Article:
Bewildered in his perception at the very sharp words of Lakshmana, mighty Angada then has gone to the palace assuming a very sad face, and there he firstly saluted the feet of his father Sugreeva and then at the feet of Ruma, wife of Sugreeva. Angada whose vitality is intense clinched himself to the feet of his father Sugreeva, and later clung to the feet of his mother Tara, and he even clasped the feet of his paternal-aunt Ruma, and latching on to the feet of his parents then he stated to appeal to them about the message of Lakshmana. Sugreeva, the vanara, who is bound up in drowsiness and dizziness could not comprehend clearly what Angada is talking about, as he is benumbed with intoxication, and even numbed down with the torpor of lustfulness. The hearts of mobbing monkeys are flustered with fear when they pored over infuriated Lakshmana, thus they jibber-jabbered so as to appease him.

The words kila kila, hala hala are the onomatopoeic words for the chatter of monkeys or hues and cries of others. - A Linguistic Study of Ramayana, Pt. Satya Vrat.

And those monkeys on observing Lakshmana instantly raised a hubbub at his nearby that is similar to a storm of a torrent, thunder of a thunderbolt, and the roar of a lion. With that uproarious noise of monkeys Sugreeva came to his senses, but because of stupor his coppery eyes are helter-skelter and his garlands and ornaments are topsy-turvy.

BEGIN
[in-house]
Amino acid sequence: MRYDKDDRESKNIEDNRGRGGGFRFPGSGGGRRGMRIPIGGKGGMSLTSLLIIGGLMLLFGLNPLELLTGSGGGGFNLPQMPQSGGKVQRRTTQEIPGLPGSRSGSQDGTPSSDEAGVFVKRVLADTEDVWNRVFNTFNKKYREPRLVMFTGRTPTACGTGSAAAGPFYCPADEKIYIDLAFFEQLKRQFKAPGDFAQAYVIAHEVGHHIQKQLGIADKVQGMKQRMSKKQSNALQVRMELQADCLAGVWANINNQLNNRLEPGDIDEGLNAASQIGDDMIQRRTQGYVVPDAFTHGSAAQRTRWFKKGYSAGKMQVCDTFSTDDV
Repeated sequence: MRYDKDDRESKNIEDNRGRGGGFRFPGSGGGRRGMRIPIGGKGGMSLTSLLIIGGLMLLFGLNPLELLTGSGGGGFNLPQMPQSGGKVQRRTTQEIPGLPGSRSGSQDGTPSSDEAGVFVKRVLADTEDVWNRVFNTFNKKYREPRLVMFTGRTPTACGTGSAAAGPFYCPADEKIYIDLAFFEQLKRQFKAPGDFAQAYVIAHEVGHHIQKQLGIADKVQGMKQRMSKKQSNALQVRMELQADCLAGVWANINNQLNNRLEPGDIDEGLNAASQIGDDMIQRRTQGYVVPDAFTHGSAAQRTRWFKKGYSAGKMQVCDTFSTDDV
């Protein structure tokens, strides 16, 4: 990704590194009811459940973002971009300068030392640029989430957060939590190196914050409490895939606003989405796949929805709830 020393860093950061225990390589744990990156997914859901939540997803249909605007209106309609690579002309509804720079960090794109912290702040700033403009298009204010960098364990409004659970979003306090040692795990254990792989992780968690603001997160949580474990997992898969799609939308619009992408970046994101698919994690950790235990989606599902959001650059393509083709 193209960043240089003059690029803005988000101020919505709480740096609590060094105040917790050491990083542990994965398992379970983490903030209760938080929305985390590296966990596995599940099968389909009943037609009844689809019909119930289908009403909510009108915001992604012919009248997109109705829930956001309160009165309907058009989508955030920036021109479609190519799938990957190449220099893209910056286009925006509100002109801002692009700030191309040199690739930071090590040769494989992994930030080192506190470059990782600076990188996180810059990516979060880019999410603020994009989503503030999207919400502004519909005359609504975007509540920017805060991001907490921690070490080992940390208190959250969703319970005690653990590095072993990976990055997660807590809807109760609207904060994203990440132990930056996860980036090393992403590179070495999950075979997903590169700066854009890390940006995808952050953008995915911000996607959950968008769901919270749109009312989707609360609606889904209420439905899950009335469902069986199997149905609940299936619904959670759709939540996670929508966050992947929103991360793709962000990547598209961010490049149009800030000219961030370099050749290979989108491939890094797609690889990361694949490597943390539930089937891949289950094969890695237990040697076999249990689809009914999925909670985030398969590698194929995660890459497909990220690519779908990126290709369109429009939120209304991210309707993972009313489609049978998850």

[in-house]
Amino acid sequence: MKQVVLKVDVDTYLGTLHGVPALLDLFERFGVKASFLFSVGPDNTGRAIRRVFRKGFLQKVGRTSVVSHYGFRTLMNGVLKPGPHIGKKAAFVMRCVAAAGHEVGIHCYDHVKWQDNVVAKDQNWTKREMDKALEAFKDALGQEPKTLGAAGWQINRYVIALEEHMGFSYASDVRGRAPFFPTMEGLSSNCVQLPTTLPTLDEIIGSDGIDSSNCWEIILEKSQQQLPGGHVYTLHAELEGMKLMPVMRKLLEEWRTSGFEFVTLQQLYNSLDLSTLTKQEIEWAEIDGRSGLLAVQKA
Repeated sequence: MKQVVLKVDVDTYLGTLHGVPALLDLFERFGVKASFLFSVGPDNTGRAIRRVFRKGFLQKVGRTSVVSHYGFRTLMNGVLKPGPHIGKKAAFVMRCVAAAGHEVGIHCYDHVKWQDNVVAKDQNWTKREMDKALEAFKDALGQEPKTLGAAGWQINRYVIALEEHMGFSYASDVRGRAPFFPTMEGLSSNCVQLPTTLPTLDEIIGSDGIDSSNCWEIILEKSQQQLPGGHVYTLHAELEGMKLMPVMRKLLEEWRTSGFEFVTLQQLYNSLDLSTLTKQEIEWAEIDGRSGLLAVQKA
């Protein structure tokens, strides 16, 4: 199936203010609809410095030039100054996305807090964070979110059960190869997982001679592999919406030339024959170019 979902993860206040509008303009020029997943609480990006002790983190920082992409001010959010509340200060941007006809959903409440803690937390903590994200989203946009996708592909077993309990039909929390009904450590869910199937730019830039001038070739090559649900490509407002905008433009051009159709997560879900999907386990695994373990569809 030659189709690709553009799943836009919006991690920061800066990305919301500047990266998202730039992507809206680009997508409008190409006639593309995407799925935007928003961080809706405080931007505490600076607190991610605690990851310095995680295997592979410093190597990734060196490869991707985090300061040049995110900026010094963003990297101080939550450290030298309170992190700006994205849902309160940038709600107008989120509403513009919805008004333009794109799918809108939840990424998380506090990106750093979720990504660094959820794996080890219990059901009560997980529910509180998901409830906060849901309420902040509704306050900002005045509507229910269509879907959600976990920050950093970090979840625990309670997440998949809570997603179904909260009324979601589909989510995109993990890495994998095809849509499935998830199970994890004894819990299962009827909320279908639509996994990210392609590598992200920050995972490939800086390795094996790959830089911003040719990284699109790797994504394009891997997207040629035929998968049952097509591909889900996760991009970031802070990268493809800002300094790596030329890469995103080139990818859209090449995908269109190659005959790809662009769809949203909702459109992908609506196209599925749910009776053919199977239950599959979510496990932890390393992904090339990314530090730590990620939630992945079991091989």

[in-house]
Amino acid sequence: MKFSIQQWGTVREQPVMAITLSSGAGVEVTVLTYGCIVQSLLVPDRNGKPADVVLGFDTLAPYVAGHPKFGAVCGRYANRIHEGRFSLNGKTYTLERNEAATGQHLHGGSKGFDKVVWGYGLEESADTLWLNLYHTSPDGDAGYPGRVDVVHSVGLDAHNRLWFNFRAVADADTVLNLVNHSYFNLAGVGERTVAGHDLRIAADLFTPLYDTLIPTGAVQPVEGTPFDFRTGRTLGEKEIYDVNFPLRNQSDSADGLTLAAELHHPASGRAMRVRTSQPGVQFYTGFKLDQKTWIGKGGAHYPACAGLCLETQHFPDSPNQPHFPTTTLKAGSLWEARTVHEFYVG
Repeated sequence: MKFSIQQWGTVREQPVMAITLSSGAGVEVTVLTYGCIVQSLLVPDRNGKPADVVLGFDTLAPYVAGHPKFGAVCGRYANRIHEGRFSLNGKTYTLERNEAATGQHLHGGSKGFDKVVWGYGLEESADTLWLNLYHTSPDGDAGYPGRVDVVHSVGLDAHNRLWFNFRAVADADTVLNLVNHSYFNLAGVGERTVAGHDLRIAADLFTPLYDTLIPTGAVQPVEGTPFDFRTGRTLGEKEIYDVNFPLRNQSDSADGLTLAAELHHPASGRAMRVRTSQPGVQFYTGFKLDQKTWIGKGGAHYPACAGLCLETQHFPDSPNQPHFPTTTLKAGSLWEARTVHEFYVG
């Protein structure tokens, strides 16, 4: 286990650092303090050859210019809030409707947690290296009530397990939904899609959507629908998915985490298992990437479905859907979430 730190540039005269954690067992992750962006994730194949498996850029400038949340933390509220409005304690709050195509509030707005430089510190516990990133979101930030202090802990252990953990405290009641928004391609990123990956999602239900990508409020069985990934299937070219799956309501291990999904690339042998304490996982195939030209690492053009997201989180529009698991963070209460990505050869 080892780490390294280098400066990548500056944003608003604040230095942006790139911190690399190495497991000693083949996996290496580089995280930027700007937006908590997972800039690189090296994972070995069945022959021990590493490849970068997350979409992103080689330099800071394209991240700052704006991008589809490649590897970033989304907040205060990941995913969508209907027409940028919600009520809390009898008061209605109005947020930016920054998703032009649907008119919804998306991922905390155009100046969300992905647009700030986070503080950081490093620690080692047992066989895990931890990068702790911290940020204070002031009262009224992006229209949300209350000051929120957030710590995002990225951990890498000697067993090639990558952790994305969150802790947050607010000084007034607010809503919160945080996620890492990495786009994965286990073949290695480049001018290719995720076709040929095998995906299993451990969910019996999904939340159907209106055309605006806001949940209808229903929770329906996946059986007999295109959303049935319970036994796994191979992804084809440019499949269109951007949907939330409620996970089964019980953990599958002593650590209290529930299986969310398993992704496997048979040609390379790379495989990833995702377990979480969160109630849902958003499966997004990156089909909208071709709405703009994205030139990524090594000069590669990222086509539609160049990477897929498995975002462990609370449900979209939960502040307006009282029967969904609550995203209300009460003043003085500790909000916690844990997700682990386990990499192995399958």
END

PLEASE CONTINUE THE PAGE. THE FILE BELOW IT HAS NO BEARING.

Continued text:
On hearing the words of Angada two ministers who are agreeable in their advice and appreciable in their aspect have come along with him, and those two ministers of the king of vanara-s, namely Plaksha and Prabhava, have appraised Sugreeva that Lakshmana has arrived to discuss variously about the prosperity and probity.

Those two ministers sitting around and nearby Sugreeva, who is seated like the king of wind-gods, namely Indra, on appeasing him with meaningful and expressive words they spoke to him in this way.

"Rama and Lakshmana are the brothers who abide by truth, highly-providential, and though they are worthy enough to rule kingdom for themselves they have bestowed the kingdom to you, such as they are, they have become your true friends." Thus started the ministers to say to Sugreeva.

"One among those two, Lakshmana, is biding at the door wielding his bow, by whom the monkeys are panicked and venting out alarms shuddering utterly. This Lakshmana, the brother of Raghava, has arrived here at the decree of Rama on the chariot called his 'endeavour', charioted by the charioteer called 'the word of Rama.'

This is 'a case of delightful figurative use' of the word vaakya saaradhi 'Rama's word as charioteer...' meaning 'directed by Rama's word...' - Ramayana A Linguistic Study, Pt. Satya Vrat.

"Oh, merited one, even Lakshmana has ushered this Angada hastily, oh, king, the precious son of Tara, to your presence. Oh, king of monkeys, such as he is, that brave Lakshmana is sticking fast at the door with an awning of rancour on his eyes and as if to burn down the monkeys just with his eyes. You may approach him quickly along with your son and relatives, oh, great-king, prostrate yourself before him holding him in reverence, and thus let his bitterness be indeed pacified now.

"Whatever that virtue-souled Rama says that you have to implement wholeheartedly, oh, king, you abide by the forthrightness of your promise, stick up for the pact you made." Thus the ministers advised Sugreeva.

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Thus, this is the 31st chapter in Kishkindha Kanda of Valmiki Ramayana, the First Epic poem of India.

© June, 2002, Desiraju Hanumanta Rao [Revised : August 04